We’re inviting our pollinators back into our neighbourhoods and rights-of-way corridors!

Bees, flower flies, butterflies, moths, wasps and beetles are pollinator species that support our economy and environment. These unsung heroes of the natural world are declining due to multiple threats, including habitat loss, pesticide use, climate change and disease.

To reverse current trends, immediate changes to land use are necessary at a large scale. Transforming our approach to land management will make a big difference.

Rights-of-Ways Are the Right Way to Go

Monarch in a right of way
Monarch resting in a rights-of-way passage.

Canada’s network of rights-of-way — roadsides, utility corridors, transmission lines and pipelines — are often mown and sprayed with pesticides throughout the growing season. While our eyes have become accustomed to the uniformity of these lawn features, they displace habitat for pollinating insects and wildlife. Clipped non-native grasses do not provide the food and shelter pollinators need.

The Canadian Wildlife Federation is collaborating with a network of rights-of-way managers to restore pollinator habitat. Together, we are creating a pollinator pathway across Canada, restoring wildflower meadow habitat along migratory routes of pollinators like the Monarch Butterfly. Lawns in our urban parklands and private backyards also offer an opportunity to give the required habitat back to the plant and animal populations that came before us.

Quick facts about Canada’s rights-of-ways:

  • 1.4M: Canada alone is home to 1.4 million kilometres of roads! On either side of these roads is up to seven metres of width that could be restored as pollinator habitat. That’s an immense amount of space that could be converted into pollinator habitat!
  • 80%: The eastern Monarch Butterfly population has dropped by 80 per cent over the last 20 years. The world would be a diminished place without these stunning butterflies.
  • 14,400: There are about 6.2 million lawns in Canada. Converting just one-quarter of each lawn would equal around 14,400 hectares of habitat for pollinators. Since one hectare equals two and a half football fields, that is a lot of pollinator habitat.

Engaging in Native Grassland and Meadowland Restoration Ecology

CWF staff and volunteers (Samantha Reynolds, Emily Armstrong, Paul Wityk, Carolyn Callaghan, Kira Balson) seeding a HydroOne pilot project site in Ottawa. | Des membres du personnel de la FCF et des bénévoles (Samantha Reynolds, Emily Armstrong, Paul Wityk, Carolyn Callaghan, Kira Balson) qui ensemencent le site du projet pilote de HydroOne à Ottawa.
CWF staff and volunteers (Samantha Reynolds, Emily Armstrong, Paul Wityk, Carolyn Callaghan, Kira Balson) seeding a HydroOne pilot project site in Ottawa.

In 2019, CWF initiated meadow habitat restoration on rights-of-way in Ottawa and in 2020 and 2021 expanded this work to advance rights-of-way habitat restoration in Eastern Ontario and southwestern Ontario. Through this initiative we are creating new partnerships and sharing expertise in grassland and meadowland restoration ecology.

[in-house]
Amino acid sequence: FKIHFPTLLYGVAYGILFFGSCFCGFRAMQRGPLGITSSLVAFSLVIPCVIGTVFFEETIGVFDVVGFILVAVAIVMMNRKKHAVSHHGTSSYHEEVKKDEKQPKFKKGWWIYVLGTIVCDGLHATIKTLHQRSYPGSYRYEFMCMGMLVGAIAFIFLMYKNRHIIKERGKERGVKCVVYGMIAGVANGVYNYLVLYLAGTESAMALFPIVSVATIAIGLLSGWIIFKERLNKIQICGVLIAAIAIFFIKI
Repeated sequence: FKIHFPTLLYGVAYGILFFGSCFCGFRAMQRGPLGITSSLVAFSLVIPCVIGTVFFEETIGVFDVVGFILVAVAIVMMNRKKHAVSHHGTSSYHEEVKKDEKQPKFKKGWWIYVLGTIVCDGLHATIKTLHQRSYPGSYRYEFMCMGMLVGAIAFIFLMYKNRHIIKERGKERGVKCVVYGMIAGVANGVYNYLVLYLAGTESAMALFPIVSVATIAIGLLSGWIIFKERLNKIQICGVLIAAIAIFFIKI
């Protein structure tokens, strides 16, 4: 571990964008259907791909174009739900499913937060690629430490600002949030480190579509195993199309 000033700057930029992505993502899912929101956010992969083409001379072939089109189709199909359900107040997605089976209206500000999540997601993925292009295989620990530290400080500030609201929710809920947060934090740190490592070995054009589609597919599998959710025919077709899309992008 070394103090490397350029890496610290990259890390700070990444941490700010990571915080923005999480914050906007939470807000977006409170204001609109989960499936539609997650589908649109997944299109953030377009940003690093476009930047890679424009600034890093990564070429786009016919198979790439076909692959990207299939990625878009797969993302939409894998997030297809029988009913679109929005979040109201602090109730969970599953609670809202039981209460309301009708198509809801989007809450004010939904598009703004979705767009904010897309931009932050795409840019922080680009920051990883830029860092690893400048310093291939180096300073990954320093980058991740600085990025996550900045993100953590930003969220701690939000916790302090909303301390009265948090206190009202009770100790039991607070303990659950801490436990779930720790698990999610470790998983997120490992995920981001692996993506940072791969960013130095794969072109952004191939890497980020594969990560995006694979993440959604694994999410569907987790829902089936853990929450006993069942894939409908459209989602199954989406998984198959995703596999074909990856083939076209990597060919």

Outcomes in 2021

  • 6.84 km2 of rights-of-way in Eastern Ontario have been improved through on the ground implementation of active and/or passive restoration, meeting 94 per cent of the objective.
  • 45 rights-of-way managers in Eastern Ontario have been engaged in the Communities of Practice network, online workshop and webinar sessions, and in-person roadside training.
  • Eight new restoration partners, have committed to active pollinator habitat restoration through 2023.
  • More than 315 rights-of-way managers across Canada and the United States have received training on rights-of- way habitat restoration through the provision of online webinars and workshop sessions.

Objectives for 2022

  • Achieve or exceed the goal of 7.3km2 of pollinator habitat restored in Eastern Ontario. On track to restore over and above the target.
  • Engage another 15 rights-of-way managers through the Eastern Ontario Communities of Practice, online workshops/webinars, and in person training.
  • Achieve five hectares of habitat restoration with partners in southwestern Ontario.
  • Engage 350 rights-of-way managers across Canada and the United States to receive training on rights-of-way habitat restoration through the provision of online webinars and workshop sessions.

How You Can Help


From March 4 to April 4, 2022, we have a matching gift campaign. Every gift donated to this campaign will be triple matched up to $60,000 in honour of the Canadian Wildlife Federation’s 60th anniversary. This triple match offer is only possible through the generous Estate gift of one of our very long-standing supporters, Ms. Mary Moore. Ms. Moore, an animal lover and nature enthusiast, supported CWF’s wildlife conservation efforts and today her legacy will live on through her generous sponsorship of this campaign. We are so very grateful to Ms. Moore. Her generosity provides a wonderful opportunity for your support to have triple the impact for our precious wildlife. Thank you!

Together, we’re ensuring a positive future for our essential pollinators. Thank you!

Learn more about how to GiveAGiftToWildlife.ca